They were known simply as "The Lost Boys." Orphaned by the brutal civil war in Sudan, which began in 1983, these young victims traveled as many as a thousand miles on foot in search of safety. Fifteen years later, a humanitarian effort would bring 3,600 lost boys, as well as girls, to America.
Mamere and Theo are sons of the Chief in their village in Southern Sudan. When an attack by the Northern militia destroys their home and kills their parents, eldest son Theo is forced to assume the role of Chief and lead a group of young survivors, including his sister Abital, away from harm. But the hostile, treacherous terrain has other dangers in store for them. As the tattered group makes the difficult trek to Kakuma refugee camp in Kenya, they meet other fleeing children, forging a bond with Jeremiah, who, at 13, is already a man of faith, and Paul, whose skills become essential to their survival.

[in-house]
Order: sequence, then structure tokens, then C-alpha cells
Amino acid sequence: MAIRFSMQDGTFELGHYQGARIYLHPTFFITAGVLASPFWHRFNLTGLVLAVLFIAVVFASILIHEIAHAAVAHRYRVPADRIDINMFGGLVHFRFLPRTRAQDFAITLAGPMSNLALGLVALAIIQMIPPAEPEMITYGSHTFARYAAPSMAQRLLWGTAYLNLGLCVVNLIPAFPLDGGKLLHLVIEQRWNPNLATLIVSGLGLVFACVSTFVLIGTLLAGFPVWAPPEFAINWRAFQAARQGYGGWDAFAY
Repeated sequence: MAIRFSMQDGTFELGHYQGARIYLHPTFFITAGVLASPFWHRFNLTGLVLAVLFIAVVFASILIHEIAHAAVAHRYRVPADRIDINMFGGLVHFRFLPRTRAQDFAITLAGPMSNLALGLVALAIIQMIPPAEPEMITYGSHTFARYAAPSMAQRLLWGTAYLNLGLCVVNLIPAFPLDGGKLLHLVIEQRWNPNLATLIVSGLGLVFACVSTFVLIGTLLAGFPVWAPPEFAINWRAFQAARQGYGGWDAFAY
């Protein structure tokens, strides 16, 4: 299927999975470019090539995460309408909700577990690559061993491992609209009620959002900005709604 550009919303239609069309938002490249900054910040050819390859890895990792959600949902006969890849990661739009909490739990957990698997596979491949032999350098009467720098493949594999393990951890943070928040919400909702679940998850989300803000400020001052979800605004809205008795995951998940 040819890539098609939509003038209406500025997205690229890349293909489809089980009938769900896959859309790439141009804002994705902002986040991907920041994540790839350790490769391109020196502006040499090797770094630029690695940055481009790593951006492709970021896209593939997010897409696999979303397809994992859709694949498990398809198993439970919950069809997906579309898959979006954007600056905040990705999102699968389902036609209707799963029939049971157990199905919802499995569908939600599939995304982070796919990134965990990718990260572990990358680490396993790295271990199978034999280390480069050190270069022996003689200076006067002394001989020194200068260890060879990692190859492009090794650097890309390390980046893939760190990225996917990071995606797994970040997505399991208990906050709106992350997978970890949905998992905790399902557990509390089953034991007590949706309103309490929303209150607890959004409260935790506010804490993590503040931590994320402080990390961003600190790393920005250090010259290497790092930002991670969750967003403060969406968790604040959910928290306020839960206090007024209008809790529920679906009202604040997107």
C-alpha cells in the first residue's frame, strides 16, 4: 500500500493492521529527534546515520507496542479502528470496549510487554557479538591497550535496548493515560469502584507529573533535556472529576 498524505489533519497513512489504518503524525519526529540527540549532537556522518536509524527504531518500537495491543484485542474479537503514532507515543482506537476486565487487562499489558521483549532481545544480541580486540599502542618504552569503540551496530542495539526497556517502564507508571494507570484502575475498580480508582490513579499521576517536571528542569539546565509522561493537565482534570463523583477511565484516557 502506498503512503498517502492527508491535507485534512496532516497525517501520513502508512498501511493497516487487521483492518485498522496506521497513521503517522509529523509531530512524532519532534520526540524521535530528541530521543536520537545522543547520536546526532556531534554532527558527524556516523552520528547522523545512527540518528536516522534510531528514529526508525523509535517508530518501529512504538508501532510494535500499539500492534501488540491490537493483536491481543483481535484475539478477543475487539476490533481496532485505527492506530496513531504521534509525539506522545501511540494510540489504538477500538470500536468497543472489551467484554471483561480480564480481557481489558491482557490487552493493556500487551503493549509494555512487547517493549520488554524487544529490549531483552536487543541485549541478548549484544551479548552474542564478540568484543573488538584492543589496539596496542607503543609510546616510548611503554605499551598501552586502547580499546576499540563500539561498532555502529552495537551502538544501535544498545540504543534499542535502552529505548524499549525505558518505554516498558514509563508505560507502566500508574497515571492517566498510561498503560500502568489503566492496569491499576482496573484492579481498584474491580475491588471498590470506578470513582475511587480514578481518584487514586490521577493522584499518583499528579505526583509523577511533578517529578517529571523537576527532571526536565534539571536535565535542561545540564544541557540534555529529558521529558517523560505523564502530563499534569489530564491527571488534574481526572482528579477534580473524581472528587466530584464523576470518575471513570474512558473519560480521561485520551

Thirteen years later, the now young adults are given the opportunity to leave the camp and resettle in America. Upon arriving in Kansas, they are met by Carrie Davis (Witherspoon), an employment agency counselor who has been enlisted to help find them jobs-no easy task, when things like light switches and telephones are brand new to them.
Although Carrie has successfully kept herself from any emotional entanglements, these refugees, who desperately require help navigating the 21st century and rebuilding their shattered lives, need just that. So Carrie embarks on her own unchartered territory, enlisting the help of her boss, Jack (Corey Stoll). (from Warner Bros. Home Entertainment)